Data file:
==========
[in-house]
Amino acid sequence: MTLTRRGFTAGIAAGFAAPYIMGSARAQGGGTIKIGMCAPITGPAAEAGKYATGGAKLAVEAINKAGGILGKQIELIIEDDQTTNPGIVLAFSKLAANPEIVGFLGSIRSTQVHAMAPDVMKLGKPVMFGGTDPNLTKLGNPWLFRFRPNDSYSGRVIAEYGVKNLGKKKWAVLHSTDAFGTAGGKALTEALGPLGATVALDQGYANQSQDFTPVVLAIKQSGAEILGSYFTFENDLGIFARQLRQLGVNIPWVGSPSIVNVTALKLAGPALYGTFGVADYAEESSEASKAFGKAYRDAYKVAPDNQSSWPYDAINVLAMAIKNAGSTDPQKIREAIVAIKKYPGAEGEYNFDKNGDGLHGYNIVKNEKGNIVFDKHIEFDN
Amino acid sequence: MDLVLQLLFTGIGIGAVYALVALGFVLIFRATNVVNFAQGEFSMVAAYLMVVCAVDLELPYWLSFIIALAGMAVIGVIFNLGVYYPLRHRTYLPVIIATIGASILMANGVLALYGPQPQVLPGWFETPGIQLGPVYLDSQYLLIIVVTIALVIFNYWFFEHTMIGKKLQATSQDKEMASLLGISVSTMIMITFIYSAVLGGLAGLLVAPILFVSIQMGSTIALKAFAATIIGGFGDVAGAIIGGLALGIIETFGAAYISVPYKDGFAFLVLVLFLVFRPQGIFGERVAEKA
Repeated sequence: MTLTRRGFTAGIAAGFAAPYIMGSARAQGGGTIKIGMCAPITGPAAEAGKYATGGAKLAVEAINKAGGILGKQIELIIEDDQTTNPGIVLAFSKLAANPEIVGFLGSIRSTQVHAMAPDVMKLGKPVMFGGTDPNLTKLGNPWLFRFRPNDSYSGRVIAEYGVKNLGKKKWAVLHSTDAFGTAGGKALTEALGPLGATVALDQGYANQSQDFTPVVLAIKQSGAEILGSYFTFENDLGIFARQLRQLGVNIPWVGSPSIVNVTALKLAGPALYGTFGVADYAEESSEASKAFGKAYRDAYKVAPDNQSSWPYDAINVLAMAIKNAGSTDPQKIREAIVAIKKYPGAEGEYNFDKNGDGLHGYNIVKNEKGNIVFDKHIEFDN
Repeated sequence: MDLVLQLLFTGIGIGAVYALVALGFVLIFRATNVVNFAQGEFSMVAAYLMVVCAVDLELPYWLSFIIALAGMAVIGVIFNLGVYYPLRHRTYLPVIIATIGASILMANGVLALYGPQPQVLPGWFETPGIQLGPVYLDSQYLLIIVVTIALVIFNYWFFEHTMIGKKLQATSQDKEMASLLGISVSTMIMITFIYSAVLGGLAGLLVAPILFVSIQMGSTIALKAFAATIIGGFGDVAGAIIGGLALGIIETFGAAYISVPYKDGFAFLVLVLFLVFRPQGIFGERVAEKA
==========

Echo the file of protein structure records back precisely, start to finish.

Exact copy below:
[in-house]
Amino acid sequence: MTLTRRGFTAGIAAGFAAPYIMGSARAQGGGTIKIGMCAPITGPAAEAGKYATGGAKLAVEAINKAGGILGKQIELIIEDDQTTNPGIVLAFSKLAANPEIVGFLGSIRSTQVHAMAPDVMKLGKPVMFGGTDPNLTKLGNPWLFRFRPNDSYSGRVIAEYGVKNLGKKKWAVLHSTDAFGTAGGKALTEALGPLGATVALDQGYANQSQDFTPVVLAIKQSGAEILGSYFTFENDLGIFARQLRQLGVNIPWVGSPSIVNVTALKLAGPALYGTFGVADYAEESSEASKAFGKAYRDAYKVAPDNQSSWPYDAINVLAMAIKNAGSTDPQKIREAIVAIKKYPGAEGEYNFDKNGDGLHGYNIVKNEKGNIVFDKHIEFDN
Amino acid sequence: MDLVLQLLFTGIGIGAVYALVALGFVLIFRATNVVNFAQGEFSMVAAYLMVVCAVDLELPYWLSFIIALAGMAVIGVIFNLGVYYPLRHRTYLPVIIATIGASILMANGVLALYGPQPQVLPGWFETPGIQLGPVYLDSQYLLIIVVTIALVIFNYWFFEHTMIGKKLQATSQDKEMASLLGISVSTMIMITFIYSAVLGGLAGLLVAPILFVSIQMGSTIALKAFAATIIGGFGDVAGAIIGGLALGIIETFGAAYISVPYKDGFAFLVLVLFLVFRPQGIFGERVAEKA
Repeated sequence: MTLTRRGFTAGIAAGFAAPYIMGSARAQGGGTIKIGMCAPITGPAAEAGKYATGGAKLAVEAINKAGGILGKQIELIIEDDQTTNPGIVLAFSKLAANPEIVGFLGSIRSTQVHAMAPDVMKLGKPVMFGGTDPNLTKLGNPWLFRFRPNDSYSGRVIAEYGVKNLGKKKWAVLHSTDAFGTAGGKALTEALGPLGATVALDQGYANQSQDFTPVVLAIKQSGAEILGSYFTFENDLGIFARQLRQLGVNIPWVGSPSIVNVTALKLAGPALYGTFGVADYAEESSEASKAFGKAYRDAYKVAPDNQSSWPYDAINVLAMAIKNAGSTDPQKIREAIVAIKKYPGAEGEYNFDKNGDGLHGYNIVKNEKGNIVFDKHIEFDN
Repeated sequence: MDLVLQLLFTGIGIGAVYALVALGFVLIFRATNVVNFAQGEFSMVAAYLMVVCAVDLELPYWLSFIIALAGMAVIGVIFNLGVYYPLRHRTYLPVIIATIGASILMANGVLALYGPQPQVLPGWFETPGIQLGPVYLDSQYLLIIVVTIALVIFNYWFFEHTMIGKKLQATSQDKEMASLLGISVSTMIMITFIYSAVLGGLAGLLVAPILFVSIQMGSTIALKAFAATIIGGFGDVAGAIIGGLALGIIETFGAAYISVPYKDGFAFLVLVLFLVFRPQGIFGERVAEKA